At a conference on the future of renewable heat, Billington Bioenergy’s strategy director Ed Billington said the reforms had given the industry “major causes for concern”.
“The first is that the reforms are built on some assumptions that we simply don’t recognise,” he said. “The second is that biomass is somehow a transition and not a strategic technology. This does not reflect the experience throughout the rest of the world.
“The third assumption that was made is that biomass is not cost effective.”
Billington said that the current RHI will affect millions of rural customers by “defectively locking them into only fossil fuels for the foreseeable future”.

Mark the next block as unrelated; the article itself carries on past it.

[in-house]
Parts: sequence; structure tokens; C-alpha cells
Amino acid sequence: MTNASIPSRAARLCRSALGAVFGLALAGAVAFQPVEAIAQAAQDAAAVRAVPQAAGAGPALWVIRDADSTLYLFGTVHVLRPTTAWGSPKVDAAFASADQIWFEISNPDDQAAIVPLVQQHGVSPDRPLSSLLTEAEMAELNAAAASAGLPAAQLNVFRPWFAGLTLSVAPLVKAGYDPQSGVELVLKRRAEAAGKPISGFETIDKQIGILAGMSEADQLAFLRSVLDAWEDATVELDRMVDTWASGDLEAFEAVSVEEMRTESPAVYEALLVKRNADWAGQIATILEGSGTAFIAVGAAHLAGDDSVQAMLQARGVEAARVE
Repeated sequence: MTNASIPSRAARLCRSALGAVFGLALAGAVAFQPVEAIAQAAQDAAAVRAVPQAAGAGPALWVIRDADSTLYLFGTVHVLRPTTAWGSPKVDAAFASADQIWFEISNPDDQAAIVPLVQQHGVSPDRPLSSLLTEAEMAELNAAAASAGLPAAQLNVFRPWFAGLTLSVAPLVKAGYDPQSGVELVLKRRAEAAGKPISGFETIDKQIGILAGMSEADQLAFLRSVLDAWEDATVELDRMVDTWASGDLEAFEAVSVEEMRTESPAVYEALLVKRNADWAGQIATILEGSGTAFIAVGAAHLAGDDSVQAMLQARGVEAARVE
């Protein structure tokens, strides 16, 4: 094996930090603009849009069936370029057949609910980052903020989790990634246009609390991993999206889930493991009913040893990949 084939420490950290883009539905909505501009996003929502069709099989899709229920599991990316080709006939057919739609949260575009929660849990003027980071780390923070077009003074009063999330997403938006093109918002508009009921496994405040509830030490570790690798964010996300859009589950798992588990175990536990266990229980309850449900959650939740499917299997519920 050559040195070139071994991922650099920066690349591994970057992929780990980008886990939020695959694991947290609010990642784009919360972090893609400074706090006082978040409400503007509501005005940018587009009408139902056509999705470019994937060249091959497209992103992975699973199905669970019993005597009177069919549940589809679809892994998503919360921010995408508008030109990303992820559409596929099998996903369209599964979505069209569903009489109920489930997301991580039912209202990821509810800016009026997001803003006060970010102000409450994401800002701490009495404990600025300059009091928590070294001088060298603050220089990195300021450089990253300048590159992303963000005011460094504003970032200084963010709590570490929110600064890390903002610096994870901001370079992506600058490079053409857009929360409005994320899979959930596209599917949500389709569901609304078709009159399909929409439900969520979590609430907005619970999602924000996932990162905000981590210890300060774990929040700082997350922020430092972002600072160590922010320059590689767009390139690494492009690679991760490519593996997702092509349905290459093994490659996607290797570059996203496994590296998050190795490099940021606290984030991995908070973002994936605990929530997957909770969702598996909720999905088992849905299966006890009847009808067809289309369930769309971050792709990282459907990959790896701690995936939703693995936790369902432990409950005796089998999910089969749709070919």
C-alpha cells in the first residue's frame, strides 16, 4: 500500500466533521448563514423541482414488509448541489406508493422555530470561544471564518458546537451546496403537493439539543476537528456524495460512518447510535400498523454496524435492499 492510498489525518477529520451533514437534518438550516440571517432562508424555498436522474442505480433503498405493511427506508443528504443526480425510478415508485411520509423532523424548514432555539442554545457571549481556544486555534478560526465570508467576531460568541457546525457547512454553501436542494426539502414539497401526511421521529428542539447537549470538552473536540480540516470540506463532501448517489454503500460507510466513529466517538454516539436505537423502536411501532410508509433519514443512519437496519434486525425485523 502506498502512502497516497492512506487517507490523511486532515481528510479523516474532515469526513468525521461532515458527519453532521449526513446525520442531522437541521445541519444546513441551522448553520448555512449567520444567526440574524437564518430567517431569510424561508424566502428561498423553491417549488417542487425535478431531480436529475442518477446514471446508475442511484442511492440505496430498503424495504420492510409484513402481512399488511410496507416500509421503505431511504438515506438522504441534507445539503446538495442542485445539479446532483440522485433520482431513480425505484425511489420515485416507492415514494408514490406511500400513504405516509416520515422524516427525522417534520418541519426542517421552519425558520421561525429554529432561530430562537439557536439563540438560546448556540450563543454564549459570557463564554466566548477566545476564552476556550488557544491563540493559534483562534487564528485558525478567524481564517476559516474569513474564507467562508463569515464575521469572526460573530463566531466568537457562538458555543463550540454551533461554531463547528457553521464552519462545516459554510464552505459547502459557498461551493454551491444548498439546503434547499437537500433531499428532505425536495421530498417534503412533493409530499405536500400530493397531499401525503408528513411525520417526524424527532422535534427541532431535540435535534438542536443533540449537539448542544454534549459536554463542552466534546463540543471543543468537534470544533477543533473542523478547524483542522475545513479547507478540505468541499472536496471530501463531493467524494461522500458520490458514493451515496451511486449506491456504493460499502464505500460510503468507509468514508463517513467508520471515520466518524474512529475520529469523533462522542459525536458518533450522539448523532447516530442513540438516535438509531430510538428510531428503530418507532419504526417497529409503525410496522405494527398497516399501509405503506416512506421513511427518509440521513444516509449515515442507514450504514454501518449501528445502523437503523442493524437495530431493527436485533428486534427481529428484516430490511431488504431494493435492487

“We think it is critical that Decc quickly re-examines these assumptions… before they head off into the wrong direction and quite possibly into a dead end,” he said.
The Energy Technologies Institute’s (ETI) head of economic strategy George Day also highlighted the importance of biomass in the heat sector, stating that potential savings from using biomass for energy effectively is more than 1 per cent of GDP.
Decc said the reforms, which it set out last month, would “rebalance” deployment and spending in support of various technologies supported by the scheme. The first changes are due to be implemented this month.